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Picking price point for eBay and Amazon Products
Picking the Perfect Price Point for eBay and Amazon Products

by Skip McGrath

Let's define "price point" before we start. What I am referring to is deciding the range of selling prices you want to work with. Will you sell items in the $5 to $25 range, the $25 - $100 range or higher? And, why is that important?

My goal is to always be above $30, but I don't always achieve that. Occasionally I will find an item that is so profitable that I will go down the scale a bit. When I look at my eBay and Amazon items, currently I have 2 products selling for over $300, 30 items selling for between $100-$200, about 300 items selling for between $25 - $100 and only a couple dozen or so things selling for under $25. In general, I am meeting my price point targets.

Low price sellers are high volume sellers

If you are like me, you hate math, but this math is important. If you sell at item for $10, once you subtract product cost and eBay and PayPal fees or Amazon fees (& FBA Fees) you are probably left with a profit of $2 or $3 unless you bought something incredibly cheap, such as when you find a book at a garage sale for 50¢ that you can sell for ten bucks.

If you averaged $2 profit on each sale, then you have to source, list, package and ship 500 of those items per month to make $1000. If you are a full-time seller making their living selling online and need to make, say $5000 a month, you would need to source, list, package and ship 2500 items to make your $5000.

That is probably more than one person or even couple can do working out of their home. But this is what low price, high volume sellers do. Most of them have a warehouse and employees and they are not doing 2500 items a month -it's probably more like 25,000. And, if you are an FBA seller, Amazon is doing most of the work for you, but the FBA fees take a bigger bite so it's still hard to realize enough margin on low-priced products.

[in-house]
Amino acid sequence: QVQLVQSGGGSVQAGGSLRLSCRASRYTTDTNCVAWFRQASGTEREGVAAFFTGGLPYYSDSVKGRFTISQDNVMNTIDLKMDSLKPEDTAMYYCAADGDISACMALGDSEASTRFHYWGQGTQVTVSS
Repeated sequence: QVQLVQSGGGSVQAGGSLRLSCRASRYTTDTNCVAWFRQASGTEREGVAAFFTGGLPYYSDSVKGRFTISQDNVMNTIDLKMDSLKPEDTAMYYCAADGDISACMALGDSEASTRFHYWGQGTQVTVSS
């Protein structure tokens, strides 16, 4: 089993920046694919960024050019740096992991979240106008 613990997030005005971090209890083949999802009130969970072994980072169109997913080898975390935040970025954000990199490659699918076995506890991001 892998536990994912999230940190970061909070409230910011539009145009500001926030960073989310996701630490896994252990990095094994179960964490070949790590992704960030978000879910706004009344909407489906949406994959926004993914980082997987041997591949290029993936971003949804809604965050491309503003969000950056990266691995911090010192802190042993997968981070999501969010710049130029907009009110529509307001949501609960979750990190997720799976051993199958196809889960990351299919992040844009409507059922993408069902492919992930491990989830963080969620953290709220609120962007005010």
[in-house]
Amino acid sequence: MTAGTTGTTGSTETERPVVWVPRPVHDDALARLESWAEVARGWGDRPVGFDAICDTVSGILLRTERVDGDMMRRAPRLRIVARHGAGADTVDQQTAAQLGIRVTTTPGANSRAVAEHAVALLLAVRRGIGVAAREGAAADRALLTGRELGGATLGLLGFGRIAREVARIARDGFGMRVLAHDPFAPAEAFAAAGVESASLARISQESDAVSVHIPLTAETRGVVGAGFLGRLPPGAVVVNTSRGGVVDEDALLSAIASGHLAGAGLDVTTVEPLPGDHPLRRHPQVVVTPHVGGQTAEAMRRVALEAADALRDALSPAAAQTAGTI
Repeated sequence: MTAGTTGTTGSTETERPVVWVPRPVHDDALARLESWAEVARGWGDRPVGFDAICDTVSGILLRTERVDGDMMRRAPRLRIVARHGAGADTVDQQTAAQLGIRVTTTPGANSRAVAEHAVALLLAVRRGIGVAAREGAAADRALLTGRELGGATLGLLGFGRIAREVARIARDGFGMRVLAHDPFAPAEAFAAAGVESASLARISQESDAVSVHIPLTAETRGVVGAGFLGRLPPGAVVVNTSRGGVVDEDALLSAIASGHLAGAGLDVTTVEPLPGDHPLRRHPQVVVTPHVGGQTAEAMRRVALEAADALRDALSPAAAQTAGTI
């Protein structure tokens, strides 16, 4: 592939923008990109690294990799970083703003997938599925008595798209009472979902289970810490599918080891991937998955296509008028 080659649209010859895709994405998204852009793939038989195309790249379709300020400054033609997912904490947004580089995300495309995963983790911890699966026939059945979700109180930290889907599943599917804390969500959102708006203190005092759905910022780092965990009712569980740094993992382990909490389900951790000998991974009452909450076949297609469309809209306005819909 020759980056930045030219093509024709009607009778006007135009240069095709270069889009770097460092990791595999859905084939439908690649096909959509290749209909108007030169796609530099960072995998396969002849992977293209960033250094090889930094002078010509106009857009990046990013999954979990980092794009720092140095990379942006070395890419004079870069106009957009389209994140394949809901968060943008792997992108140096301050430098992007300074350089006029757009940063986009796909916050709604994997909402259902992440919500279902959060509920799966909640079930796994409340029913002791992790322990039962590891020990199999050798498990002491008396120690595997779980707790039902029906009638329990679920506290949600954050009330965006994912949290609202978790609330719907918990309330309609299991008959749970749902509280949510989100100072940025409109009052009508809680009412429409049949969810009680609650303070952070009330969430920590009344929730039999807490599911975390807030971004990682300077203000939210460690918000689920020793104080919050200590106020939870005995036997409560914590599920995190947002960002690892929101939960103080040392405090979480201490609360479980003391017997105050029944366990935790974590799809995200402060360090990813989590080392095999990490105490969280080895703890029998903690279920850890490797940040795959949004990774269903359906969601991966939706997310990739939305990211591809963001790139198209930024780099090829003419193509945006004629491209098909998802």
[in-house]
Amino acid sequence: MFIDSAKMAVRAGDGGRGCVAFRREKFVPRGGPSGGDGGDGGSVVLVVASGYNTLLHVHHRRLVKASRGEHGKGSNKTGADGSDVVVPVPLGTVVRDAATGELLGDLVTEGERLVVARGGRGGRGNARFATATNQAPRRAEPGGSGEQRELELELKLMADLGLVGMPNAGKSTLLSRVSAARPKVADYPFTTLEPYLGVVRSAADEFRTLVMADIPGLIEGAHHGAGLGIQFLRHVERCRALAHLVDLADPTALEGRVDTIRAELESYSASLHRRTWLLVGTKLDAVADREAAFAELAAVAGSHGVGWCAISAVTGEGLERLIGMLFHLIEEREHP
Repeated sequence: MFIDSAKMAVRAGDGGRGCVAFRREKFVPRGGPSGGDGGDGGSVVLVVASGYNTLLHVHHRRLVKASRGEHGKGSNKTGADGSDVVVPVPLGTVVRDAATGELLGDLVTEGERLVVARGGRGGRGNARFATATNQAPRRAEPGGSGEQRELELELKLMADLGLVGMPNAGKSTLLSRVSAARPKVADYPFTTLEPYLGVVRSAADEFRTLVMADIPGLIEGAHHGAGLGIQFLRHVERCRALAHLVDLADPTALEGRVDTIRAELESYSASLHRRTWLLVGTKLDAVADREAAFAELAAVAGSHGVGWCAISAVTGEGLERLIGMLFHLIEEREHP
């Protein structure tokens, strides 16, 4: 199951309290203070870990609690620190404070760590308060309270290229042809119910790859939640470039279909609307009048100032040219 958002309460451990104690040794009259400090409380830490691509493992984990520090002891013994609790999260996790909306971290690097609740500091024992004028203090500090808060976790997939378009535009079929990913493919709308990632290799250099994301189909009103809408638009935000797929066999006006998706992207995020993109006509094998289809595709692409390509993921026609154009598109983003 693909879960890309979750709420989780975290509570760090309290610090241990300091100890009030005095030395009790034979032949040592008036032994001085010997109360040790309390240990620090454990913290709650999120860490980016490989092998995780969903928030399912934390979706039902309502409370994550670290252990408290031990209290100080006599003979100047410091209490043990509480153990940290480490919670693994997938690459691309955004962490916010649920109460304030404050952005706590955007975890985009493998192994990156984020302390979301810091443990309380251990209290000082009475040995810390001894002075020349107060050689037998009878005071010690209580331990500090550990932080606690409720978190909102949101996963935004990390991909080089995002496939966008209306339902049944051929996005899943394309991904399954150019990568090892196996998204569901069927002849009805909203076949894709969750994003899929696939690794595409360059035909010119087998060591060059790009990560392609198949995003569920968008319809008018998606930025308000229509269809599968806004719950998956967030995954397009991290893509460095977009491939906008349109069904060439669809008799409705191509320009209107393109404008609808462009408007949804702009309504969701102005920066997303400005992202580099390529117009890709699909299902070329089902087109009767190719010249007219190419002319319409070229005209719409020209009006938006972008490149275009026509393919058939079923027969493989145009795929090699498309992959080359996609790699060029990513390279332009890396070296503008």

It's easier for a small scale business to make money at higher price points

Now let's look at a $47 item (which is close to my average selling price across all of my items). If my product cost is 50% that is $23.5 Lets assume shipping is a break-even and my fees average 20%; that works out to $9.40 in fees. So when I do the math my profit is ($47 - 23.50 - 9.40) = $14.10. Now let's look at how many sales you need to make to earn $5000 a month (5000 / 14.10) = 346 per month or 82 sales per week. (Approx. 12 sales per day)

You may find a fabulous item that you can mark up 200%, but if your net is only $2 or $3, then you may want to think about it twice.

That is a lot more reasonable for someone working from home or a small office. And if you do what we do, we keep 80% of our inventory in an Amazon FBA warehouse and the other 20% is drop-shipped.

We still have to create eBay & Amazon listings, pack and label items, but we ship them to Amazon in bulk which is a lot less work than shipping 346 items per month to customers. We use Amazon to fulfill our eBay orders, which dramatically cuts down our work.

The lesson here is to figure out what kind of seller you want to be and once you determine the price point you want to sell at, then use that information when you do your product sourcing.

You may find a fabulous item that you can mark up 200%, but if your net is only $2 or $3, then you may want to think about it twice.






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